US economy job growth: Which sectors are hiring in 2020?

SOURCE: Mario Tama/Getty Images/AFP
Patrons gather inside a Dairy Queen restaurant amid the coronavirus (COVID-19) pandemic on May 25, 2020 in Williams, Arizona. Arizona Governor Doug Ducey recently tweeted that diners are returning to restaurants in Arizona at one of the fastest rates in the U.S.

By U2B Staff 

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Last week, the unemployment rate in the US dropped from 13.3.% compared to 14.7% in April 2020, and there was an unexpected number of new jobs added to the US economy.

According to Reuters, this offers a clear signal that the downturn caused by the COVID-19 pandemic may be over – although the road to recovery remains long.

Businesses have resumed operations as the US government eased lockdowns to prevent further damage to the economy. In the past few months, it was reported that the US is experiencing its worst economic crisis since the Great Depression.

With the latest news that certain sectors are adding on thousands of new jobs, there is hope for those unemployed or laid off due to the harsh effects of the pandemic on industries such as travel and tourism.

Those thinking of career switch in the US should check out these sectors and determine if they should upskill or reskill to develop the skillsets needed.

Chris Rupkey, chief economist at MUFG in New York, told Reuters: “The country has turned the corner from the pandemic and the recession it created for now, but all the workers who lost their paychecks will find it difficult to regain their place in society as many of these jobs are gone forever.”

“It took years for the economy to grow enough to find jobs for those unemployed in the last recession, and it will take years again this time to do the same.”


Certain sectors see employment boosts

Private sectors saw the biggest gains while the biggest losses were in government jobs, losing 585,000 positions as state and federal revenue was cut.

One of the sectors that saw a jump in employment in the US economy was food & beverage as restaurants and bars began accepting diners again, adding 1.4 million jobs after losing 6 million in April and March 2020.

The construction industry also managed to recoup appropriately half of April’s decline with an increase of 464,000 jobs.

Other sectors which gained employment were education and health services, retail trade, manufacturing, professional services, financial activities, and wholesale trade.

According to Fox Business, “Education and health care services surged by 424,000 jobs; health care alone accounted for 312,400 of those positions.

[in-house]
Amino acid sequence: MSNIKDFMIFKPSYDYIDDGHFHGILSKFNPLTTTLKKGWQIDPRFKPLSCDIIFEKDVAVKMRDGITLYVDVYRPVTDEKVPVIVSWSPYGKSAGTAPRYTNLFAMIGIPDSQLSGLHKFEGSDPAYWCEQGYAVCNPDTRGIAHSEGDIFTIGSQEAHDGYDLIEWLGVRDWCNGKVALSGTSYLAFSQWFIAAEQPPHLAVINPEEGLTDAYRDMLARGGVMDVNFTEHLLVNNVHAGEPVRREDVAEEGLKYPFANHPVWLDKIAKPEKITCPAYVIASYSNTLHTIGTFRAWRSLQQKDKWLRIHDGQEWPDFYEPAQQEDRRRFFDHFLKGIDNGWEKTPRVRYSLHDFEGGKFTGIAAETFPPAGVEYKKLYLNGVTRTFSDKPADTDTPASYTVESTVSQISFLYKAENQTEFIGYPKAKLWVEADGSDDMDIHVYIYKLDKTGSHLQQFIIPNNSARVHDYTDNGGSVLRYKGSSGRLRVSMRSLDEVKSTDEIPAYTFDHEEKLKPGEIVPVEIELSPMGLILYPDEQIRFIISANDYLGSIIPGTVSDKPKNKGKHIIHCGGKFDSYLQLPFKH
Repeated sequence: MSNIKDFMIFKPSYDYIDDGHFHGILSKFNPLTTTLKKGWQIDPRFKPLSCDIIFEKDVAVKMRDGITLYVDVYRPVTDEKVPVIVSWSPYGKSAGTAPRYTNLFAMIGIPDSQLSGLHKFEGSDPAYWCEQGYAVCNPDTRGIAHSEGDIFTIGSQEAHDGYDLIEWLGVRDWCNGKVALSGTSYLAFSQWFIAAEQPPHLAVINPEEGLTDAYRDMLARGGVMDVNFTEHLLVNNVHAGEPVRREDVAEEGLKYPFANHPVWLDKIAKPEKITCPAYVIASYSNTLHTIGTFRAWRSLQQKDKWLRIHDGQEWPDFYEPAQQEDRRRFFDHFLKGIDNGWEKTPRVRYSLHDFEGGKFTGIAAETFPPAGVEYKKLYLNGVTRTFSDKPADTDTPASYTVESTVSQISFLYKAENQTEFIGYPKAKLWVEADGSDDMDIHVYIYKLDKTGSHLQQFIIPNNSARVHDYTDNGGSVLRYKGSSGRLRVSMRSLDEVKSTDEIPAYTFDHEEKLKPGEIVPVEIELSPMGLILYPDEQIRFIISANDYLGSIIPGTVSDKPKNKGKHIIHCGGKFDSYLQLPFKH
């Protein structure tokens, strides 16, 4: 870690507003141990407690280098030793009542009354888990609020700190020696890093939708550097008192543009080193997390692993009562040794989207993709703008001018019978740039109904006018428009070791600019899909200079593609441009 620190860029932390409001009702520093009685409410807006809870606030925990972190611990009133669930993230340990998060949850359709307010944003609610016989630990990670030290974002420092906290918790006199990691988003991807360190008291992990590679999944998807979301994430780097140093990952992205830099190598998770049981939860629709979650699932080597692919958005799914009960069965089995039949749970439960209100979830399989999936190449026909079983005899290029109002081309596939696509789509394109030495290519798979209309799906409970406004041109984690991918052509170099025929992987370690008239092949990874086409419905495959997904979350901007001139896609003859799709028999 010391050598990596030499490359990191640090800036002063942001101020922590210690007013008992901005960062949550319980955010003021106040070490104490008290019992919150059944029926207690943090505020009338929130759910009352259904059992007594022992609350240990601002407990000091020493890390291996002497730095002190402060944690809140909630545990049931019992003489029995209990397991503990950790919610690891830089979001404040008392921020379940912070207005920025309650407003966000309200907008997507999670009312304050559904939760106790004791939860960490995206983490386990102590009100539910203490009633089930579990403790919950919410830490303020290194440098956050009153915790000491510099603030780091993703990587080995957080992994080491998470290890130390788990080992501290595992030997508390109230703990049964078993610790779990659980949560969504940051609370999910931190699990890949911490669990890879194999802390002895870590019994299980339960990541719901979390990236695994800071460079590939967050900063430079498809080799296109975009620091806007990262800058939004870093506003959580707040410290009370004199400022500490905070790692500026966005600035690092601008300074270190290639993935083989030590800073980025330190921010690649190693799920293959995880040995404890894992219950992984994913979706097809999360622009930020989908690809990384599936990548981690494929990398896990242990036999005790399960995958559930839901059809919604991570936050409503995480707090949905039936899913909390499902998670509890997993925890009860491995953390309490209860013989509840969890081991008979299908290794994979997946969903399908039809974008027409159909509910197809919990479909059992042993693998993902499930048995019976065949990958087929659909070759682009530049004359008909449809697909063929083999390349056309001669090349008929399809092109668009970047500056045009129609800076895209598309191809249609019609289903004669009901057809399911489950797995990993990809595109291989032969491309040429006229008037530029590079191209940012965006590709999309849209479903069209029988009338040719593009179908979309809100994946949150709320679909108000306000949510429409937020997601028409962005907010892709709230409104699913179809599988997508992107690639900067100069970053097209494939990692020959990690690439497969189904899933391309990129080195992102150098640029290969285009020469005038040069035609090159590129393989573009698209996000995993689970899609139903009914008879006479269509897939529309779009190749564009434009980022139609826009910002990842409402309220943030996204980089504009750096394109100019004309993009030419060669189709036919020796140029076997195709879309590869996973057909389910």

“Dentists jumped by 244,800 as offices were allowed to reopen again. Child care services added 44,400 as schools remained closed. Still, hospitals lost more than 26,000 jobs.

“Professional and business services added 127,000 jobs. Clothing stores added nearly 95,000 jobs and general merchandise stores added 84,000.”

If you’re interested to work in these sectors but lack the qualifications, consider this time to work on a professional certificate or online course.

With the variety of online education platforms and online training programmes, you can upskill or reskill in any practically any sector and work within your budget.

If you want to work in management or gain leadership skills to work in the US economy in 2020, you could also consider an online Master’s degree or MBA that you can work on at a flexible pace.

Carlos Gonzalez De Villaumbrosia, the Gounder and CEO of Product School, wrote on Forbes, “Google searches for online courses increased by over 100% across the world from mid-March to mid-April 2020 alone. Even though searches for online education have been steadily growing in popularity for quite some time, the recent spike is undeniable.”

“It’s a mass, global experiment on how online education works and what innovations can make it better. Many who would usually not have considered learning online or lacked the time to dedicate to their education are now discovering the many benefits of e-learning.

“When hiring, companies are now recognising the value of certifications that come from specialised providers, as opposed to solely prioritizing those from traditional institutions. ”